On the ice, NHL players may achieve speeds of up to 20 miles per hour. Some speed skaters have been timed at speeds of more than 30 miles per hour! What is it that makes one player faster than another? A skater's ability to move effectively and fast on the ice is enhanced by a mix of strength and mechanics. Size, muscle tone, and coordination all play a role in determining how quickly a player can cover ground.
The fastest man to ever play in the NHL was likely Eric Lindros who in his career with the Philadelphia Flyers averaged about 25 miles per hour. He played from 1997-2007 and finished with over 1,000 points in the NHL. A typical game lasts for 3 hours, so he made over 10,000 foot marches across the ice in that time!
Next up we have probably the most famous hockey player in the world today: Wayne Gretzky. In his career with the New York Rangers, Los Angeles Kings, and St. Louis Blues, he averaged about 25 miles per hour. He was never officially measured by an official but according to some reports he weighed around 250 pounds at times during games.
Gretzky had a number of amazing achievements in his career including breaking the record for most goals in one season (92), most assists in one season (102), and most points in one season (205).
Players accelerate by digging their skates into the ice and leaning forward. By leaning forward, they are exerting a considerable strain on the bottom region of their bodies. This strain is called "body weight" and is one reason why many athletes who play ice hockey often suffer from back problems later in life.
Another way in which ice hockey uses speed is in shooting the puck. A player shoots the puck by making a quick snap shot with the arm that is not holding the stick. The faster the player shoots the puck, the better his or her chances of scoring.
Yet another way in which ice hockey uses speed is when players race each other downfield after receiving passes from their teammates. There are two ways players can get away with racing: if they pass the ball first or if there is no defender between them and the goal. If there is no defender between them and the goal, then it is legal for players to go all-out to score a goal.
Players also use speed in defensive play. For example, a player can use his or her speed to dodge a check from an opponent. Or a player can quickly skate out of the path of a puck that is being shot at him or her from behind the net!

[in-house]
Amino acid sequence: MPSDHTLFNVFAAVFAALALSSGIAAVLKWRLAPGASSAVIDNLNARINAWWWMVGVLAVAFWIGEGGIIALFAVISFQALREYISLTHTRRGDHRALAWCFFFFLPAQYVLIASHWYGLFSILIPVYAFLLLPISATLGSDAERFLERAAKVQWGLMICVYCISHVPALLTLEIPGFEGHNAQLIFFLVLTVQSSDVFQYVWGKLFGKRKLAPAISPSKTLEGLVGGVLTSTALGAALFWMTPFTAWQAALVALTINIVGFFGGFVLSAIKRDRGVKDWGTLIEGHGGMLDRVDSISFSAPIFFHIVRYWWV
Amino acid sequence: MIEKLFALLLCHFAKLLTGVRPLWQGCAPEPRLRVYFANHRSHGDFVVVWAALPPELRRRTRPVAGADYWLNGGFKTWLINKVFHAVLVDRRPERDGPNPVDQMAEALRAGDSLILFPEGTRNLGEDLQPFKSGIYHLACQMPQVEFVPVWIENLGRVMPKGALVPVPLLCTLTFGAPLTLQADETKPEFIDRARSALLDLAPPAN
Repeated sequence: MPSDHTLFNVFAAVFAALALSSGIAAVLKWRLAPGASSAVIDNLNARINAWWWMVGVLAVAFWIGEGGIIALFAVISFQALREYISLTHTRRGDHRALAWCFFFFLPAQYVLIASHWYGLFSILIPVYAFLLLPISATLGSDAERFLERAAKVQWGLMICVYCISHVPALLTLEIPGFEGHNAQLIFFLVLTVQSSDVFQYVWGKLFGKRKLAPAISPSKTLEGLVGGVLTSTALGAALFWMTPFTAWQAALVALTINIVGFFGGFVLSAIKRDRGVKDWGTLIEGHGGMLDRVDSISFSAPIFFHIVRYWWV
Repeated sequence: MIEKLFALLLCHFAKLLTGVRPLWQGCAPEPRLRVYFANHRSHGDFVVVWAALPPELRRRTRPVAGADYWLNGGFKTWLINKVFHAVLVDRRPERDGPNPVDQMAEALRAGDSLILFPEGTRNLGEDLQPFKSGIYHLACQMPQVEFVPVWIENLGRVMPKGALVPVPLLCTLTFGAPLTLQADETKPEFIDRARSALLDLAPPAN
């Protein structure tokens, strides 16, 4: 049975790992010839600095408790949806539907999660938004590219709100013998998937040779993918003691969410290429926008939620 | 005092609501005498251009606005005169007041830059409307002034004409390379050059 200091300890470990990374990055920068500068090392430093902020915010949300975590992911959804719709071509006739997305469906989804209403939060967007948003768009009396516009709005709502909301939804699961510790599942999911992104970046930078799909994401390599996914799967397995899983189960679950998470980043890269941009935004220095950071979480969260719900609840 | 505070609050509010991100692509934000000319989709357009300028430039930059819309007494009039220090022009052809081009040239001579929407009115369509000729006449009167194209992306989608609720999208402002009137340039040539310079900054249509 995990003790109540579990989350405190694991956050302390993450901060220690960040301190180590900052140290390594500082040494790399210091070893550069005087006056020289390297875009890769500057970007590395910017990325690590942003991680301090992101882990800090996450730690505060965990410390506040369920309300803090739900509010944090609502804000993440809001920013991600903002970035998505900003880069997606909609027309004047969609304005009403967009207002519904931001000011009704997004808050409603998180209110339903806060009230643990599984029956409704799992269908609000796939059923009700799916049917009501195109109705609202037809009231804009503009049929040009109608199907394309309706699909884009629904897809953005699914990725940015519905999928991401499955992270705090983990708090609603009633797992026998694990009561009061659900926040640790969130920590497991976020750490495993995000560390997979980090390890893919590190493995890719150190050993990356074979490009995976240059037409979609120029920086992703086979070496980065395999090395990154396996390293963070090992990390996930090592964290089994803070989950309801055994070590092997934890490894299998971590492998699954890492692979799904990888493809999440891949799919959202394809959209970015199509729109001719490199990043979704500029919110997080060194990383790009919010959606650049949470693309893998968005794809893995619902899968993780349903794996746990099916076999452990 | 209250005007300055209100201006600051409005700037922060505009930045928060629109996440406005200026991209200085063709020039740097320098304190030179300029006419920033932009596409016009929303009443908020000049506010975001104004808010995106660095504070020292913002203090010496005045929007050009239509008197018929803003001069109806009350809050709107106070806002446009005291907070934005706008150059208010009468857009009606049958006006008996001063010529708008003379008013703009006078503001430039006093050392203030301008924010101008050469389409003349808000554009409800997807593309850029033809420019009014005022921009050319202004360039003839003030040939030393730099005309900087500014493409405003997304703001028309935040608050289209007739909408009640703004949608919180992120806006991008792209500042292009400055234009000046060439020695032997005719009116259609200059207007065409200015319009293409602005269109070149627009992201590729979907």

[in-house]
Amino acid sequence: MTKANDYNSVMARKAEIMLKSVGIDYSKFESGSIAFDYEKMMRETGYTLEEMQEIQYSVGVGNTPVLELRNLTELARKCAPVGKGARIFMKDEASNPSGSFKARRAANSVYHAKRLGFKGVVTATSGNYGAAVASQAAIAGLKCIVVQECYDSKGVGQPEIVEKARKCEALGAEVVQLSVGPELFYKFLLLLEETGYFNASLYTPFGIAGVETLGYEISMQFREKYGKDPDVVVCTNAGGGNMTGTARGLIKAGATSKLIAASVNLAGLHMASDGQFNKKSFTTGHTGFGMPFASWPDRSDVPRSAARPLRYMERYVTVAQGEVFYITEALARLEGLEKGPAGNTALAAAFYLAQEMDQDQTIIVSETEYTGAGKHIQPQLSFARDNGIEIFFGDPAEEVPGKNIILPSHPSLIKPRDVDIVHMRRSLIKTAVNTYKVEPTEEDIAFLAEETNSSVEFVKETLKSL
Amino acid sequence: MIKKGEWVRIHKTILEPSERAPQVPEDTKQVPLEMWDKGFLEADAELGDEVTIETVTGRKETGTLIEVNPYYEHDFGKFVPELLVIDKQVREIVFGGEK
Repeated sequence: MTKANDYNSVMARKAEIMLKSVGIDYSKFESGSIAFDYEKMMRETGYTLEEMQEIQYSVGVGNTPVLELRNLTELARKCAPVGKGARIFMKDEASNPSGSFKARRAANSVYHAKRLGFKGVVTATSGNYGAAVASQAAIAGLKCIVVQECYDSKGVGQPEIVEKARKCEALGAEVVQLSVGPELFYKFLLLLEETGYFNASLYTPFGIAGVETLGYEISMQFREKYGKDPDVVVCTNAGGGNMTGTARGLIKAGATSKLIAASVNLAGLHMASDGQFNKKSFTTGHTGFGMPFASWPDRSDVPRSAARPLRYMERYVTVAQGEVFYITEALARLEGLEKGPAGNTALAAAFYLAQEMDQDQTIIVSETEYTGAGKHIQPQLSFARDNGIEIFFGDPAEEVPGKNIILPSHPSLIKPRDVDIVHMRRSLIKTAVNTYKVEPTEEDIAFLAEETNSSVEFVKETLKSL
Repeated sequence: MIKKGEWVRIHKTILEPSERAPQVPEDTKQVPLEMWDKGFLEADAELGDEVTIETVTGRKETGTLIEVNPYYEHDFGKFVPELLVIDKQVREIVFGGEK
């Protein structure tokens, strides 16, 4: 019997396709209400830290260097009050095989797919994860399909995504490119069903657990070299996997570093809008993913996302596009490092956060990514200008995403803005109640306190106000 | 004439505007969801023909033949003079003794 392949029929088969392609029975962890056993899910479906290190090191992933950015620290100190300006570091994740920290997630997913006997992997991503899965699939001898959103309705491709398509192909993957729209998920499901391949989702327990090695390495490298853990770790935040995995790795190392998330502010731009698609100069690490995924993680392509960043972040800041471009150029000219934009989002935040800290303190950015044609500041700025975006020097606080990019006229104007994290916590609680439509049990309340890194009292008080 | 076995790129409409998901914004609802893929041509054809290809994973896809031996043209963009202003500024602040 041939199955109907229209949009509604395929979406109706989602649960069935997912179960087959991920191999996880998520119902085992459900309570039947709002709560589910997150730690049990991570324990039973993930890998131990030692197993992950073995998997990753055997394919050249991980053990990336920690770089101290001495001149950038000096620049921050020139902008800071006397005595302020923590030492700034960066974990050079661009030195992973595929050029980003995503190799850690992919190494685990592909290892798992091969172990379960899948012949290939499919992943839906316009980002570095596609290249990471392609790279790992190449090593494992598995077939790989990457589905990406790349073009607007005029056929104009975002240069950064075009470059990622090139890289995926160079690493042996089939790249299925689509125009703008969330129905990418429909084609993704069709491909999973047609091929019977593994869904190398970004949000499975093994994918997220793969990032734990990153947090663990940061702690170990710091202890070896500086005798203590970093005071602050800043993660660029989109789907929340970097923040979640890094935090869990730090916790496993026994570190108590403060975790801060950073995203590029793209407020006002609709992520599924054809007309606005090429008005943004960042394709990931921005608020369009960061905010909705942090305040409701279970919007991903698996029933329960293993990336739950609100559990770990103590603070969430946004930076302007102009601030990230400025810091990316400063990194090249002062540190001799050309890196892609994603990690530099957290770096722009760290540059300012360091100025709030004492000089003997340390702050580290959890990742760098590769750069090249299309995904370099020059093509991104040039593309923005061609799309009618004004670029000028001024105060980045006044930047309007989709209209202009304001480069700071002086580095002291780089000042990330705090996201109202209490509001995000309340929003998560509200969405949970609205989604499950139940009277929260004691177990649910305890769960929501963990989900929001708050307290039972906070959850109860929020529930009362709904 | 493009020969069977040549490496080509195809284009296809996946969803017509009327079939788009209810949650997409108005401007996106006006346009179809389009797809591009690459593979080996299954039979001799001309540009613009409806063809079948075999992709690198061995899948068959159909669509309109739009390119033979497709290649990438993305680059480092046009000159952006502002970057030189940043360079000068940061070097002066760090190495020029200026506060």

The NHL's quickest players can skate faster than 30 km/h and up to 40 km/h at their top speed. That's nearly as quick as a moderately speeding automobile!
The most efficient way to skate faster is with a fast shot, because it reduces friction between your skates and the ice.
If you want to go even faster, slide yourself sideways down the ice: this makes your bottom half of your body act like a rocket engine, helping you move farther in a given amount of time.
In fact, some very high-level hockey players have been known to slide-shoot at speeds over 50 km/h (30 miles per hour). They do this by crouching with one leg forward while shooting past the opposing net into the other goal. This works because the momentum you gain from sliding allows your body to continue moving even after you shoot out of the gate!
Some very high-level hockey players have been known to slide-shoot at speeds over 50 km/h (30 miles per hour).
The quickest hockey players can attain speeds of up to 25 mph (40 km/h). They would go at speeds ranging from 20 to 25 mph (or 30 to 40 km/h) during game play. Connor McDavid of the Edmonton Oilers is widely regarded as the NHL's quickest skater. He can reach speeds of up to 28 mph (45 km/h). The average speed of a National Hockey League player over a full game is about 12 miles per hour (19 km/h).
NHL players use different techniques to increase their speed. A player might drop their shoulder while rushing a puck carrier or break away from an opponent by ducking down and to the side to create space between them. Many times, coaches will tell players to "skate into the net" to gain momentum and speed. That's why many goalies wear numbers low enough to allow for skate blades when they play in their own end of the rink.
The fastest recorded human speed was Mika Norgaard of Norway, who achieved a peak velocity of 448 km/hr (270 mph) in a wind tunnel. This speed was recorded in 1994 by Norwegian researchers working with NASA.
In sports other than ice hockey, the official record holder for fastest human is Jackie Joyner-Kersee with a top speed of 464 km/hr (279 mph). She achieved this speed in 1999 during a run in a wind tunnel.